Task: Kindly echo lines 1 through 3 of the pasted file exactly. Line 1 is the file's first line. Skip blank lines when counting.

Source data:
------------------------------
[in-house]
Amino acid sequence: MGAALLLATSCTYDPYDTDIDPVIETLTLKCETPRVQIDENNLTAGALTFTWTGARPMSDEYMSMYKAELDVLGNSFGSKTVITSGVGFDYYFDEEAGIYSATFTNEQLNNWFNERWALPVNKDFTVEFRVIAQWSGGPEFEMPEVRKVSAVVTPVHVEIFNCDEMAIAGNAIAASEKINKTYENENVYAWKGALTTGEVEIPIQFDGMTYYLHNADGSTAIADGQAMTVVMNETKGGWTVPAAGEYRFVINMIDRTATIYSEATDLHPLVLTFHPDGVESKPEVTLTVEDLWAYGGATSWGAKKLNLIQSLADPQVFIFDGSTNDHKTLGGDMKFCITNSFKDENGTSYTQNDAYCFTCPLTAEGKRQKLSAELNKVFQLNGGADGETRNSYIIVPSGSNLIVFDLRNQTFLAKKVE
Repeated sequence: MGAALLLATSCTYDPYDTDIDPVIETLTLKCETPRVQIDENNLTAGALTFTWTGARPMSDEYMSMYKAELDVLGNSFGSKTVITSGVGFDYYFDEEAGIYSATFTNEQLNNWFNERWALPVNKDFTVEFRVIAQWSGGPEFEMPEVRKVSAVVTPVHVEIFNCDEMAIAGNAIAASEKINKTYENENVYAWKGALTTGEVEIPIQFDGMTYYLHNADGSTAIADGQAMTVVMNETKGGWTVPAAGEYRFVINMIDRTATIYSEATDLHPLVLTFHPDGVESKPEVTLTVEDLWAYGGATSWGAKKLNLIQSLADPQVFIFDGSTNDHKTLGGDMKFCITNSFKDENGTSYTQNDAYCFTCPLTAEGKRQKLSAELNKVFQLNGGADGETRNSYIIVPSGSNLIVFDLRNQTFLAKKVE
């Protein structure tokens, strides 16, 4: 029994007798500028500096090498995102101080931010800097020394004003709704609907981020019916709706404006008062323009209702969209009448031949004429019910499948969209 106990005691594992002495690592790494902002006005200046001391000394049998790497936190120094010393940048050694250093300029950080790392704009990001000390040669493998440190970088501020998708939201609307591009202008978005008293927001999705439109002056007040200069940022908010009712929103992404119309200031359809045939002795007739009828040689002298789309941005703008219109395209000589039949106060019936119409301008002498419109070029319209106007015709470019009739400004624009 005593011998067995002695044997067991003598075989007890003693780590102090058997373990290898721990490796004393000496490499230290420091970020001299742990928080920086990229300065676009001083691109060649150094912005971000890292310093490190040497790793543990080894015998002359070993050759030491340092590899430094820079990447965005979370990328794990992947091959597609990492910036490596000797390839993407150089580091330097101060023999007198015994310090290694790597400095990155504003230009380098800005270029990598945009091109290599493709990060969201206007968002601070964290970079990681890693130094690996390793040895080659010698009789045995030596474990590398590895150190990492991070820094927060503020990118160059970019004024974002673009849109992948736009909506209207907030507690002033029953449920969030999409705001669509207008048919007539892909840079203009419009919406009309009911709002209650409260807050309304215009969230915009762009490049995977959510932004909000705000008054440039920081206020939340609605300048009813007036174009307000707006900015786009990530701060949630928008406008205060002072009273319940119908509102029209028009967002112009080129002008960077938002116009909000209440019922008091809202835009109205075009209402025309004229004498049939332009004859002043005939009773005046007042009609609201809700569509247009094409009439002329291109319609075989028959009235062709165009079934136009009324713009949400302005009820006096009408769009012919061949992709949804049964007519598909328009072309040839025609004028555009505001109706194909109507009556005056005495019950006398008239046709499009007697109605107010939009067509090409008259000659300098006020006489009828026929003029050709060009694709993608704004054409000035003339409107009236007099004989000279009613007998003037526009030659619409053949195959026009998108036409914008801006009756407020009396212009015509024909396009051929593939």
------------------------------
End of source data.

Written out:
[in-house]
Amino acid sequence: MGAALLLATSCTYDPYDTDIDPVIETLTLKCETPRVQIDENNLTAGALTFTWTGARPMSDEYMSMYKAELDVLGNSFGSKTVITSGVGFDYYFDEEAGIYSATFTNEQLNNWFNERWALPVNKDFTVEFRVIAQWSGGPEFEMPEVRKVSAVVTPVHVEIFNCDEMAIAGNAIAASEKINKTYENENVYAWKGALTTGEVEIPIQFDGMTYYLHNADGSTAIADGQAMTVVMNETKGGWTVPAAGEYRFVINMIDRTATIYSEATDLHPLVLTFHPDGVESKPEVTLTVEDLWAYGGATSWGAKKLNLIQSLADPQVFIFDGSTNDHKTLGGDMKFCITNSFKDENGTSYTQNDAYCFTCPLTAEGKRQKLSAELNKVFQLNGGADGETRNSYIIVPSGSNLIVFDLRNQTFLAKKVE
Repeated sequence: MGAALLLATSCTYDPYDTDIDPVIETLTLKCETPRVQIDENNLTAGALTFTWTGARPMSDEYMSMYKAELDVLGNSFGSKTVITSGVGFDYYFDEEAGIYSATFTNEQLNNWFNERWALPVNKDFTVEFRVIAQWSGGPEFEMPEVRKVSAVVTPVHVEIFNCDEMAIAGNAIAASEKINKTYENENVYAWKGALTTGEVEIPIQFDGMTYYLHNADGSTAIADGQAMTVVMNETKGGWTVPAAGEYRFVINMIDRTATIYSEATDLHPLVLTFHPDGVESKPEVTLTVEDLWAYGGATSWGAKKLNLIQSLADPQVFIFDGSTNDHKTLGGDMKFCITNSFKDENGTSYTQNDAYCFTCPLTAEGKRQKLSAELNKVFQLNGGADGETRNSYIIVPSGSNLIVFDLRNQTFLAKKVE